An interesting part of the history of walking and footwear.
Early in the period, footwear was still influenced by the Romans and nomadic European tribes that came before. They were largely stiff, poor quality, stitched leather wraps with laces to hold them to the ankle—not much better than walking barefoot. In colder regions these might have been lined with fur for warmth. As the Middle Ages progressed, and trade increased, higher quality leather became available, and the crusades exposed Europe to Byzantine styles. Shoe and boot makers might be called cordwainers (12th century on) or chaucers, and as was the case with most other medieval trades, they were regulated by guilds. Cobblers, however, did not make brand new footwear. They were only permitted to repair shoes that had been made by someone else.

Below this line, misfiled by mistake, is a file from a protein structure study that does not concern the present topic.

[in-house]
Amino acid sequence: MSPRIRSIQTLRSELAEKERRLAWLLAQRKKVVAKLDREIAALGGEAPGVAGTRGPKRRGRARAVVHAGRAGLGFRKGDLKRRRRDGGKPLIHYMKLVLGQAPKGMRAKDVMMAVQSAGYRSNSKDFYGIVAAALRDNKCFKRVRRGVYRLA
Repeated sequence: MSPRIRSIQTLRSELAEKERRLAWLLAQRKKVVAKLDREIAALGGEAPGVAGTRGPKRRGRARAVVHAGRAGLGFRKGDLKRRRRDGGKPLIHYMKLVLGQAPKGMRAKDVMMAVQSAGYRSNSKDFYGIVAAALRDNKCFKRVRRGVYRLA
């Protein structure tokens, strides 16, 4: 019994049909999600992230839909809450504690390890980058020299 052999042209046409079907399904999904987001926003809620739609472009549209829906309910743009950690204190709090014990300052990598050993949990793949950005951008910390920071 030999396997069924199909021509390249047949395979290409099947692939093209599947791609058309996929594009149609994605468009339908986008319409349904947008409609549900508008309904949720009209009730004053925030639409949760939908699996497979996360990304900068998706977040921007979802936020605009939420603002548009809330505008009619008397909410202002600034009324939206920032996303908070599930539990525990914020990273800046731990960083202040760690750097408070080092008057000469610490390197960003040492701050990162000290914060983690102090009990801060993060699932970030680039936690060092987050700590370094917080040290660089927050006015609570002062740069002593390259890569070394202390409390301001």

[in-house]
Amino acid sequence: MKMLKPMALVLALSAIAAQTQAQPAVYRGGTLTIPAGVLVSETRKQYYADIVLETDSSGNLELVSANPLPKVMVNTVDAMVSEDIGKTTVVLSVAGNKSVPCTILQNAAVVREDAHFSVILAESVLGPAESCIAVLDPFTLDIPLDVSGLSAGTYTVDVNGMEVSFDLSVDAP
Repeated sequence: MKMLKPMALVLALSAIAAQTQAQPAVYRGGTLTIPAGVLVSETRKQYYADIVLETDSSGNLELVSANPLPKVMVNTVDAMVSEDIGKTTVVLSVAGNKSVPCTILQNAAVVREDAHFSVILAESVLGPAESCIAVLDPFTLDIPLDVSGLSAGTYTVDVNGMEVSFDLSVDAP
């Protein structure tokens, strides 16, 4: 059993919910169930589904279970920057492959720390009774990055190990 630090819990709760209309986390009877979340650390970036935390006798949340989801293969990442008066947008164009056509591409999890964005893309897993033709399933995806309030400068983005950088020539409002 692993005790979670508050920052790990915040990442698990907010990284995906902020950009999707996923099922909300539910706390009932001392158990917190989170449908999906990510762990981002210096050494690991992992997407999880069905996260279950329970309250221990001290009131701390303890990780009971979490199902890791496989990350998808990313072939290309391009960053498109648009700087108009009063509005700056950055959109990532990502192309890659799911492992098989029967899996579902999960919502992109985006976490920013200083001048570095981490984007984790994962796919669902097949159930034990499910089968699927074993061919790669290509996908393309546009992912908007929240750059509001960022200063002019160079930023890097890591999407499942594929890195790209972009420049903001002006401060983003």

The types of shoes worn would be different depending on your trade, where you lived, and your social status. They might be made of leather, wool…
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